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clunker
over 11 years ago

106 $ pot not much incentive to call any pot sized bet or larger to win 53$ in a chopped pot unless guy is really bad player. Unless he has a pair bigger then 4's still hard call.

 
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LoProPoker
over 11 years ago

Andrew would you tell us what happend in this hand and how you played it and what went through your mind I am very curious to nkow how you played it, thanks

 
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Foucault82
over 11 years ago

I will, but this is generating a lot of good discussion, and I want to wait until everyone has had a chance to get their opinions out there before I reveal what happened.

 
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BigJoeJones
over 11 years ago

I put in a pot sized bet. You get value from the hands that think they are ahead and are considering calling for the chop. To me, a larger bet looks more like a bluff and he may repop you with some of these hands because your calling range here to a 3b has to be really narrow. So essentially by betting large on the river, you are representing a hand that is very hard to have. You might even widen his calling and bluffing ranges by taking this line here.

Check raising has to the weaker option here. We show more strength and may not be able to get the same calls we would get if we just lead the river instead of c/r. Unless we are fairly certain that our opponent is at the top of his range and/or will call us fairly wide, keeping him guessing and in a situation where is damned no matter what he does is what I'm doing here.

 
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showtime629
over 11 years ago

Looks to be roughly $110 in the pot...What hands do you expect to get value from given the way the hand went down?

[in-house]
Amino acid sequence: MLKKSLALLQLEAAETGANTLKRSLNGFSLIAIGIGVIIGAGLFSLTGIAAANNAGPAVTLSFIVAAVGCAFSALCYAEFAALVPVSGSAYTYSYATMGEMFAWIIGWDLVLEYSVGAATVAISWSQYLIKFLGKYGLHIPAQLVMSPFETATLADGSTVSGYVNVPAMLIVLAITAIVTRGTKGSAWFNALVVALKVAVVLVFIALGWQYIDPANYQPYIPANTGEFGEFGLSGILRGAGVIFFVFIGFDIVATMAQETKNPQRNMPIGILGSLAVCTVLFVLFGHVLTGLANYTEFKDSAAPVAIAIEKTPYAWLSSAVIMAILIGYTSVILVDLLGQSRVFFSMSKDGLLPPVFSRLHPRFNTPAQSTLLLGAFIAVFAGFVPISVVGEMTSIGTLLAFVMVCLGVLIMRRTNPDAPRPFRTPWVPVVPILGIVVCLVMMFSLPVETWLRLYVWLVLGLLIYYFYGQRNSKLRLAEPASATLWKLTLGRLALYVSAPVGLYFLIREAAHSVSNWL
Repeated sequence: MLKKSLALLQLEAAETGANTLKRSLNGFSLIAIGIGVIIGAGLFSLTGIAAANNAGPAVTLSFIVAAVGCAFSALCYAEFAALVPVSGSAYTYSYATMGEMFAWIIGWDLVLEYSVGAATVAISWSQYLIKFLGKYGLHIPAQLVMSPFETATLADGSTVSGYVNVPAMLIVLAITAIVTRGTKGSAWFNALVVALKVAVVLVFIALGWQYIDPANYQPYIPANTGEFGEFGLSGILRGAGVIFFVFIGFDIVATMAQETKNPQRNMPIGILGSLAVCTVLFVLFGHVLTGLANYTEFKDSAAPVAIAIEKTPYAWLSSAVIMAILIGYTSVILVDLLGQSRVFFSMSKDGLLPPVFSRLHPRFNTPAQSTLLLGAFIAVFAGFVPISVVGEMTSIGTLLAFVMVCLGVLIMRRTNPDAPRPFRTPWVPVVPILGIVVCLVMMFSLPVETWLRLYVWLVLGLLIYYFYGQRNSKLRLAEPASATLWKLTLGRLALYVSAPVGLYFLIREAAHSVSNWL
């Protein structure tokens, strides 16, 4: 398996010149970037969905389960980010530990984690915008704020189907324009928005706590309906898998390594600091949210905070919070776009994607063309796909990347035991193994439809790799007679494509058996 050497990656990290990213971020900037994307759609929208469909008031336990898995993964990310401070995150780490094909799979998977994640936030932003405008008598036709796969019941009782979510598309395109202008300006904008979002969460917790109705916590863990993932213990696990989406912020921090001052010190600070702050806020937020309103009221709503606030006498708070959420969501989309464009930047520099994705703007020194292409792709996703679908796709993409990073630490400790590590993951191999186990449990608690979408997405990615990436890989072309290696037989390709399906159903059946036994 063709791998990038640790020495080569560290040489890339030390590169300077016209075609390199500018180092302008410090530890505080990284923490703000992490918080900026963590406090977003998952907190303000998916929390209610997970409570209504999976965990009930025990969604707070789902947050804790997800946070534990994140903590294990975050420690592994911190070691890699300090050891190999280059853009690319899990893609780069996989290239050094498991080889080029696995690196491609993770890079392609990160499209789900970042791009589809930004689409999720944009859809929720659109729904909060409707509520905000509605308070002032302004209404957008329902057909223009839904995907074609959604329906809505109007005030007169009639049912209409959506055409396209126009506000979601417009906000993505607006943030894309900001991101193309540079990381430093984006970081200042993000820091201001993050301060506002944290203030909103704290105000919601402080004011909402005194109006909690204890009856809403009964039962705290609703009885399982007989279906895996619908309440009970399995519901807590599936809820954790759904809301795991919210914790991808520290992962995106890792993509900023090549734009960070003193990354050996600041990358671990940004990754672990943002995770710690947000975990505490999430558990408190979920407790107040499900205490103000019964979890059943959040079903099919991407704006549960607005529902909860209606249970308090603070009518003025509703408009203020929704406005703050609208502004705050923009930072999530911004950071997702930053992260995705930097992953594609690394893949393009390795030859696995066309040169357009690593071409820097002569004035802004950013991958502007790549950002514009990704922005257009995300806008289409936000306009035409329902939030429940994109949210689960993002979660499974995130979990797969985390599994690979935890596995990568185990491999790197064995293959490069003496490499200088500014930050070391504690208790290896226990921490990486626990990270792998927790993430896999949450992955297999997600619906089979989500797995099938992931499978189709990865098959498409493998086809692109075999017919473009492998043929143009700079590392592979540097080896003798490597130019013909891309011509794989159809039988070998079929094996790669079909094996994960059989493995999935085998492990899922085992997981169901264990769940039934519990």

I think it comes down to whether or not your opponent is capable of firing a river bluff, or what hands he will expect to get value from in return.

I believe you can make the case for overbetting, value betting, as well as checking the river, hoping to induce a valuebet/bluff from his perceived range.

The only downside to checking the river, is that his stack is 517 to start the hand, so the question is will he be happy with AQ-AJ type hands where he thinks he has showdown value.

 
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cutsr
over 11 years ago

Overbet the pot for like $200. He is folding almost any Ace high hand no matter what you bet. He is forced to call almost any over pair and any four (but he doesn't have a 4). Often times an overbet looks weaker then a value bet of $60ish.

 
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uw_ima_legend
over 11 years ago

This was my thought process as well.

Opponent has somewhere around $450+ as we head to the river.

The problem I have with any value bet is that it screams "please call me please call me please call me." So let's say that you bet $50 on the river (about a 1/2 size pot bet), what hands can he call with there? The problem is here is that the size of a 1/2 pot bet just puts up the warning signs and makes me think that you'll never catch him trying to either make a bluff or raise for value.